When you want to create the life that you really want, you might be afraid to ‘risk’ things

What if you have a nice sofa set, a cool Tesla, and a twenty-third story apartment with a balcony? How can you ‘throw it all away’ to go and get the life you want, the life that truly makes you happy if it puts all of that at risk?

Here’s the truth: you’re not risking anything.

If you’re leaving a comfortable lifestyle that doesn’t seriously fulfill you, you’re not risking anything. There’s nothing substantial you have to lose. If comfort is at the cost of personal fulfillment and happiness, it’s a high price to pay.

You might be avoiding facing the fear, the fear that maybe those 1000 thread count sheets isn’t worth spending your life making sure that CitiGroup©®™ saves 0.03% on their taxes this year.

Maybe I should be more bold, caring more about what happens with my life more than my stuff.

Am I a monk, wearing a bed sheet and sleeping on the beach? Hell no. I’ve got a pretty nice apartment with a balcony (3rd floor, not 23rd).

I’ve got one of those Mac’s with the big monitor. 24″ monitor, oh baby it’s sweet.

But it’s just stuff.

I’ve had stuff before, and I’ll probably have more.

Do I like it? Yes.

Could I eventually lose it? Nope.

It’s already gone. There’s a superficially super-cheesy story involving, of course, a monk.

“Do you see this glass?” he asked us. “I love this glass. It holds the water admirably. When the sun shines on it, it reflects the light beautifully. When I tap it, it has a lovely ring.

But for me, this glass is already broken. When the wind knocks it over or my elbow knocks it off the shelf and it falls to the ground and shatters, I say, ‘Of course.’ But when I understand that this glass is already broken, every minute with it is precious.”

Not only do you appreciate everything more that way, but it makes you ask:

What are you alive for? Is it to accumulate stuff?

The world promises you comfort, but you were not made for comfort. You were made for greatness. — Pope Benedict XVI

 Will your comfort live on after you die? Will that totally bitchin’ leather couch be your legacy?

Kicker number two: the stuff you’re working for? Tomorrow it could evaporate as you get hit by a bus. And don’t delude yourself, nobody who dies at 21, 32, 43 or 54 thinks “Today’s a great day to die!”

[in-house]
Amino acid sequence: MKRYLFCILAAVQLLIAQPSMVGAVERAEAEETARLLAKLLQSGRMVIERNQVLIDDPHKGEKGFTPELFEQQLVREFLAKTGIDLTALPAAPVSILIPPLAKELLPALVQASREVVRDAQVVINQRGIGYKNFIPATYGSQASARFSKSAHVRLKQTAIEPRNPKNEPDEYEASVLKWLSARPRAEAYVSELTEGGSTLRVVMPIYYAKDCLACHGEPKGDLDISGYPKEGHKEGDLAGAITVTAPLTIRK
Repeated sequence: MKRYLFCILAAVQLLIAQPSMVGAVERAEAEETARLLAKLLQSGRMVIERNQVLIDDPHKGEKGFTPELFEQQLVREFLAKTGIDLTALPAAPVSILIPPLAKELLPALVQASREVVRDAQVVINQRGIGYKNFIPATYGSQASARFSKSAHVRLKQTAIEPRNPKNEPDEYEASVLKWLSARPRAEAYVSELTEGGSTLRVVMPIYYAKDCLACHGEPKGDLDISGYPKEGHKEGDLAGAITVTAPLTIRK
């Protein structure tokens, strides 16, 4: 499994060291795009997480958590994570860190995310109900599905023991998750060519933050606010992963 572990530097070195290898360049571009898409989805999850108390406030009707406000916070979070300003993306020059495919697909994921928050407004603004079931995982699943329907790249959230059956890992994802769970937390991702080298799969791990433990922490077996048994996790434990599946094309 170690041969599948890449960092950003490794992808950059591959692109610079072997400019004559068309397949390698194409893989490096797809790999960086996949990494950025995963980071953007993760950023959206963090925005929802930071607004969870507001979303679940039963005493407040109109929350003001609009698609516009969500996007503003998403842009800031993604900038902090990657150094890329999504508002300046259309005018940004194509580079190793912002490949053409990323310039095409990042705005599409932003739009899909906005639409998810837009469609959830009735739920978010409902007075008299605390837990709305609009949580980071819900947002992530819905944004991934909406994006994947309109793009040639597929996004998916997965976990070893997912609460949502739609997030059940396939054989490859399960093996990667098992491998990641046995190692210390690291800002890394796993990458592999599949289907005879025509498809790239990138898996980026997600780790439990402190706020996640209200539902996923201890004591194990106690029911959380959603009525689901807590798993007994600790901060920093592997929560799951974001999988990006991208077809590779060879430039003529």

The world isn’t as scary as the media makes it out to be, but if it’s a terrorist attack or tsunami, train crash or type-1 diabetes; people actually die young.

When I was younger, one of the first people I really looked up to flipped his motorcycle on an offramp.

He was 19.

The day before, he didn’t plan on dying.

Here’s something else, even IF you’re don’t punch out early it will happen.

Death and taxes.

Love ‘em or hate ‘em, 50 cent does know a thing or two about life or death situations.

 They act like they’re not facing the same thing, but some day, everybody has to face a bullet with their name on it – 50 Cent (After being shot 9 times)

So what’s to lose? What happens if you go after everything you want?

The money?

The car?

It’s already gone.

Just remember, it’s all going to disappear, but a life spent living what you want to do? Can’t take that away from you, no matter how bad the economy gets.

So what kind of life is that? One that has you guarding the golden handcuffs you’ve bought yourself?

The high-pressure, unfulfilling job to pay for the expensive condo, the other meaningless stuff you’ve moved from ‘other people’ to ‘my stuff’?

What would you do if you had 6 months to live? 6 months, then fade to black.


Think honestly about what you would do differently tomorrow morning if you were 100% certain to die in six months?

What about 18 months?

3 years?

15 years?


Where are you willing to draw the line on moving toward a life worth having?

FYI: someone reading this has less than 18 months to live, they just don’t know it yet. Hopefully it isn’t you.

Live for what is real to you. Live for what truly matters to you.

Until next time,